I love reading smart non-fiction writers. I love finding a flaw, or an unexplained item, then having the writer point it out and polish it away.

The writer says, “you may be thinking, ‘if X then Y.’ But that’s not true because A and B.” And I say, “yeah! I was thinking that!”

I can feel the tension ease away. I know that this writer understands where I’m coming from, and can guide me through the territory, rather than abandon me when the going gets tough.

Sometimes a smart writer will say, “a strong argument against this is A. That’s a good point, but I disagree because of B and C.” Or even, “for an opposing viewpoint, see Smith Monkeyboy, pg. 224.”

Lots of times those admissions and defenses wind up in the end notes, but that’s good enough for me. They exist, and I can find them. They tell me that this writer is being honest with me. I don’t have to wonder what he’s not telling me.

And obviously, I hate reading writers who are too stupid, lazy, or insecure to expose their own possible flaws and inconsistencies. The writers who would rather just not mention the obvious (or obscure) counterpoints to their arguments. Or those who don’t understand my ignorance enough to explain why I’m wrong to think he’s wrong.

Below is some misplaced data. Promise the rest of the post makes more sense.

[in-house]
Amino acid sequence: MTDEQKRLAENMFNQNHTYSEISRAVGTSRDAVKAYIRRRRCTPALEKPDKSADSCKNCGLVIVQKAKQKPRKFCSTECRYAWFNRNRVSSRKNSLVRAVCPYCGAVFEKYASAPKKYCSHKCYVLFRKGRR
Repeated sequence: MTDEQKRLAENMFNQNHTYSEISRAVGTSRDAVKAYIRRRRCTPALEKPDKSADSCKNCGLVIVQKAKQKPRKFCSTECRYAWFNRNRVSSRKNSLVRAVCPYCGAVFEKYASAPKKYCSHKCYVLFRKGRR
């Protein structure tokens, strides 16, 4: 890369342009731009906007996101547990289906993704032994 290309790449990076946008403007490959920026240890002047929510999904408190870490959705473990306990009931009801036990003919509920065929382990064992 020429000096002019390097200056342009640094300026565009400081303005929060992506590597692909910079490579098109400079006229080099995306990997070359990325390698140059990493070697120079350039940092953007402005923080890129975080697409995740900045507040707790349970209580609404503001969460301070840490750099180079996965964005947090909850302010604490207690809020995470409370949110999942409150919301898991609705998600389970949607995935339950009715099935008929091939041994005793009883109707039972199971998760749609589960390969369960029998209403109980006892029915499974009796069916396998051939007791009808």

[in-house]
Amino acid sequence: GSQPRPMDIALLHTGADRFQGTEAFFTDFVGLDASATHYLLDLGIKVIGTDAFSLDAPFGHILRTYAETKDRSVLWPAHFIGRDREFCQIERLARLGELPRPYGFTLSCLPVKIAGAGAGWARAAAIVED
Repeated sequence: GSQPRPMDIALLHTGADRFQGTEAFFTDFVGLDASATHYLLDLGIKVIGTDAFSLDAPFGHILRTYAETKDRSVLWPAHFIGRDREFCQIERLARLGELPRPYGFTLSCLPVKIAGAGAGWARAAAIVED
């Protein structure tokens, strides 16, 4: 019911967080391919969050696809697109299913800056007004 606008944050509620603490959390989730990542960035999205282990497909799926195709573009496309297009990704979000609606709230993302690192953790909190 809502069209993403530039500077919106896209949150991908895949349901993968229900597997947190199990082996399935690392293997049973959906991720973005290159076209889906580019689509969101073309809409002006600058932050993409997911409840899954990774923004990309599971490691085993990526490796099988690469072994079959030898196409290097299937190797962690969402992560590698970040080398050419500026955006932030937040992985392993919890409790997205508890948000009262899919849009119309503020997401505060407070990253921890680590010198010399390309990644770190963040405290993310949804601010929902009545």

Those are the books I end up throwing against a wall and I hope that the writer feels a twinge at the moment of impact.

The Bill of Rights

I’m reading, “The Bill of Rights,” by Akhil Reed Amar. He’s a smart writer. Riding the train to work today, I blew right past my stop, then a couple more, because I was deep in my brain, formulating an argument against him. Then, suddenly, he resolved the issue. [Which is good, because I probably would’ve ended up at the airport or something before noticing the world outside the window.]

But I’m still in the middle of a larger puzzle that he hasn’t resolved yet. I hope he’ll sort it out on the ride home today, but if not, I’ll have to assume that I’ve got smarts that this Yale law professor doesn’t have. Since we all know that’s not true, my whole universe could tumble around my trembling form. Pray for me.

For those who actually want to know the problem I’ve got, I’ll keep typing. For everyone else, see you in a week or so.